Downtown Brooklyn emerging as key part of city's Silicon Alley

When it comes to the city's tech future, Brooklyn is starting to give Manhattan some serious competition. More than 200 start-ups have set up shop in DUMBO, downtown Brooklyn and the Brooklyn Navy Yard, according to the city's digital jobs map that was created this year by the Mayor's Office of Media and Entertainment. That number is going to keep growing, according to city leaders.

Aside from being a go-to spot for young, up-and-coming professionals, experts say Brooklyn's real estate allows for potentially limitless growth and innovation.

"That is where you bridge these worlds and create new potential," said Rachel Haot, the city's chief digital officer.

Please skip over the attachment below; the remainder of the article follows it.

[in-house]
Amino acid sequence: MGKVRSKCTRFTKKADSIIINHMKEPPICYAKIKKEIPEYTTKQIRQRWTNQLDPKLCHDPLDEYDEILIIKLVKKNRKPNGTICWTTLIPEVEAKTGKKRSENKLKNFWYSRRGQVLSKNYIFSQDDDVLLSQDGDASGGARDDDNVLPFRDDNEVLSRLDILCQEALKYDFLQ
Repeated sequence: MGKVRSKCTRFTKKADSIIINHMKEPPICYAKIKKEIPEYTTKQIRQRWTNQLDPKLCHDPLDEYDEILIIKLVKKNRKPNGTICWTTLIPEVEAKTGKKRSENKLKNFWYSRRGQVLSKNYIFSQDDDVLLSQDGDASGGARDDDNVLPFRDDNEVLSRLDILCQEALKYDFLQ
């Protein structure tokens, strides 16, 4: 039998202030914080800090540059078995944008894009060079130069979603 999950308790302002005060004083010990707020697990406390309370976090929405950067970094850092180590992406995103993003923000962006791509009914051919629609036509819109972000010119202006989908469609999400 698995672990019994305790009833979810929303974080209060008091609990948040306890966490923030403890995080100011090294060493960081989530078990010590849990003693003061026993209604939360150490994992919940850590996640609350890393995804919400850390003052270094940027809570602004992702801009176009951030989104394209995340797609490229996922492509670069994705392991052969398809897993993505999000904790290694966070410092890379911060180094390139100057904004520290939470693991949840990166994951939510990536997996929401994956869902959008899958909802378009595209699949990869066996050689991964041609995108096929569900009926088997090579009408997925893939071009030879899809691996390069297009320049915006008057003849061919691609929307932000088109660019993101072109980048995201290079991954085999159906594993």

While tech behemoths, like Google, have set up shop in Manhattan, Haot said there are a lot of companies who see advantages in Brooklyn.

Haot added developers who reshaped Downtown Brooklyn made a point of including amenities like bike racks, coffee shops and Internet friendly services for freshman businesses.

"The real estate developers are looking for ways to make their properties more attractive to tech companies," she said, noting that cheaper rents also helped sell Brooklyn neighborhoods to companies.

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